Coronavirus: DfE flags risk of school places shortage

The government is assessing the impact of coronavirus outbreak on school building projects and school places

Catherine Lough

Coronavirus: The government is assessing the impact of the pandemic on school building projects

The Department for Education is investigating whether Covid-19 could lead to insufficient school places as building projects are delayed or paused.

National schools commissioner Dominic Herrington has written to local councils asking them to provide information "on the level of risk to your own school building projects" for September 2020.

This is part of work being carried out by the department in "assessing the potential impact of Covid-19 on the sufficiency of school places for academic year 2020-21", the letter states.

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The letter says: "We will join up this information with our own intelligence about the delivery of free schools and Priority School Building projects due to open or move into permanent buildings in September 2020.

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"This, in turn, will allow us to identify which local authorities require support in meeting their duty to provide sufficient school places and to engage with them on mitigations and contingency planning."

The DfE has scrapped the Pupil Place Planning National Offer Day Survey and instead wants a "very focused, short return from each local authority to capture the vital latest information on the level of risk to your own school building projects (ie, presumptions and expansions) for September 2020."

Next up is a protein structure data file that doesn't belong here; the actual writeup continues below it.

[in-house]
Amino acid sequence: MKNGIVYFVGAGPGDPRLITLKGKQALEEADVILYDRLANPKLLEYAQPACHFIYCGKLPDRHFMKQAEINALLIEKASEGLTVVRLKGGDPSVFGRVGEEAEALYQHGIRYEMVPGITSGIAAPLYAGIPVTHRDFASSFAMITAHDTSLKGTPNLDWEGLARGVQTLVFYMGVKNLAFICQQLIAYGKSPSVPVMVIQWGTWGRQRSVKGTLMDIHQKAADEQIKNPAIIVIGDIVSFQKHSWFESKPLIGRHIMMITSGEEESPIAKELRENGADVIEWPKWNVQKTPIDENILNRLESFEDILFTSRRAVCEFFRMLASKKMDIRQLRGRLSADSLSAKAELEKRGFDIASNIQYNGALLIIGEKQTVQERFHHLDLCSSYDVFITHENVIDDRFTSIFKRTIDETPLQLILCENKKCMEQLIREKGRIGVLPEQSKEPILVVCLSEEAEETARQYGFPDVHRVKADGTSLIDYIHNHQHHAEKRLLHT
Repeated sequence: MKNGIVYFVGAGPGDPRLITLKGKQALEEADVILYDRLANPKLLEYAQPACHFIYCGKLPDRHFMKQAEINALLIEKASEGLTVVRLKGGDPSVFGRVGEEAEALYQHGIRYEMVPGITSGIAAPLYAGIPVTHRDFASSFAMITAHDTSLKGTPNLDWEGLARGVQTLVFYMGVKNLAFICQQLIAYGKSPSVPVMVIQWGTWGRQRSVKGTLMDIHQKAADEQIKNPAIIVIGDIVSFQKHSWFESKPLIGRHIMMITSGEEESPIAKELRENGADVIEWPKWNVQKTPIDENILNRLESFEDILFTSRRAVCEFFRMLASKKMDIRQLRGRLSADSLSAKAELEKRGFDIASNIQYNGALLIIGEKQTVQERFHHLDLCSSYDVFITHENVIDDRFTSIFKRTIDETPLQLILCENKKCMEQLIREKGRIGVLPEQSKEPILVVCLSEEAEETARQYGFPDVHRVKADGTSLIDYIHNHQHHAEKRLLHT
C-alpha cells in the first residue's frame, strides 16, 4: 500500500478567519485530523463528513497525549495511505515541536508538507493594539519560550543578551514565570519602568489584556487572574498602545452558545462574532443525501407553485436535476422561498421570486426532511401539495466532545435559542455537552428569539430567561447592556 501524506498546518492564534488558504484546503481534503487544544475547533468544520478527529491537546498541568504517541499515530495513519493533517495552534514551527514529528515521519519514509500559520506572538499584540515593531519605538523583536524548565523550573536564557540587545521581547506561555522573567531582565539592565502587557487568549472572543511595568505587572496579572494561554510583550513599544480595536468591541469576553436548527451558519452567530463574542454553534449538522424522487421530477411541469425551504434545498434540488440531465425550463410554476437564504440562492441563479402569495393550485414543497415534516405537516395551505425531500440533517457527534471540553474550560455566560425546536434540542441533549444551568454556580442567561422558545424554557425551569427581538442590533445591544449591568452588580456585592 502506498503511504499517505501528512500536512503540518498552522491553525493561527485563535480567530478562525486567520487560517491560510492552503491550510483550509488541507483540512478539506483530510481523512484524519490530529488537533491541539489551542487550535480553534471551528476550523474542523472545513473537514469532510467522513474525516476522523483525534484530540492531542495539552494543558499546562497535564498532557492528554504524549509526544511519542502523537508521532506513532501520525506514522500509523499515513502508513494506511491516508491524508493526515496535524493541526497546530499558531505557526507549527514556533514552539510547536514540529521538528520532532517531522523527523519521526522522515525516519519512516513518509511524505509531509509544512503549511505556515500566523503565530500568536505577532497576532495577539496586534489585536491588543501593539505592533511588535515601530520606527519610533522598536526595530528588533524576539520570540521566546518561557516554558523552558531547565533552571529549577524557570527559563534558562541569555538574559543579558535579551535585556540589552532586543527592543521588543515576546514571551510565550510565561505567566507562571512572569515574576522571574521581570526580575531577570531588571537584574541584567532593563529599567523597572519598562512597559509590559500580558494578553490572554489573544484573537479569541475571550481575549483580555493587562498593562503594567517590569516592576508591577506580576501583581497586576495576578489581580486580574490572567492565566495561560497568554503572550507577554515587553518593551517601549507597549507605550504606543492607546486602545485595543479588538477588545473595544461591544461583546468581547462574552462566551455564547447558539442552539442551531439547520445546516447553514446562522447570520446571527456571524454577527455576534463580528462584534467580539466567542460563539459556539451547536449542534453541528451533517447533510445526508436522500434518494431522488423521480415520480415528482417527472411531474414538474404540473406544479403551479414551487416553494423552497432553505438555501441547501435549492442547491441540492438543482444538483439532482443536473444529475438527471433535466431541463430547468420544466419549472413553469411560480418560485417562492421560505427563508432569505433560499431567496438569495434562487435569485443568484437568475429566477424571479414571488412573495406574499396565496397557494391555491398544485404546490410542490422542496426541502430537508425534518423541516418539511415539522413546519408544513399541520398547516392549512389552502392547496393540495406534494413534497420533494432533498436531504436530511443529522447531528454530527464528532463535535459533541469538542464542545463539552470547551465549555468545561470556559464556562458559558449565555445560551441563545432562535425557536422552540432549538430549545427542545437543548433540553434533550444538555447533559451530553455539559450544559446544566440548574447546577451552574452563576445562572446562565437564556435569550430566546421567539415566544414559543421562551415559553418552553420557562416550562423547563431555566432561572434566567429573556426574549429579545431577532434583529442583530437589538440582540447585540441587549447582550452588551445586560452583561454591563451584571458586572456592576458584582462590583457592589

Mr Herrington wrote to local authorities on Friday to announce that Primary National Offer Day -– when parents receive confirmation of their child's allotted primary school place – would go ahead on 16 April this year. 

The letter also said that admission appeals should be heard by video or telephone call, as appeal panels will be unable to meet during the outbreak of Covid-19.  

It acknowledged that many local authorities would be "concerned about how to manage admission appeals over the coming weeks".

It said: "This is understandable and we need to agree a way which takes into consideration the requirements around administration of admission appeals and consistency of approach, but also considers the current situation on Covid-19."

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author bio

Catherine Lough

Catherine Lough is a reporter at Tes.

Find me on Twitter @CathImogenLough

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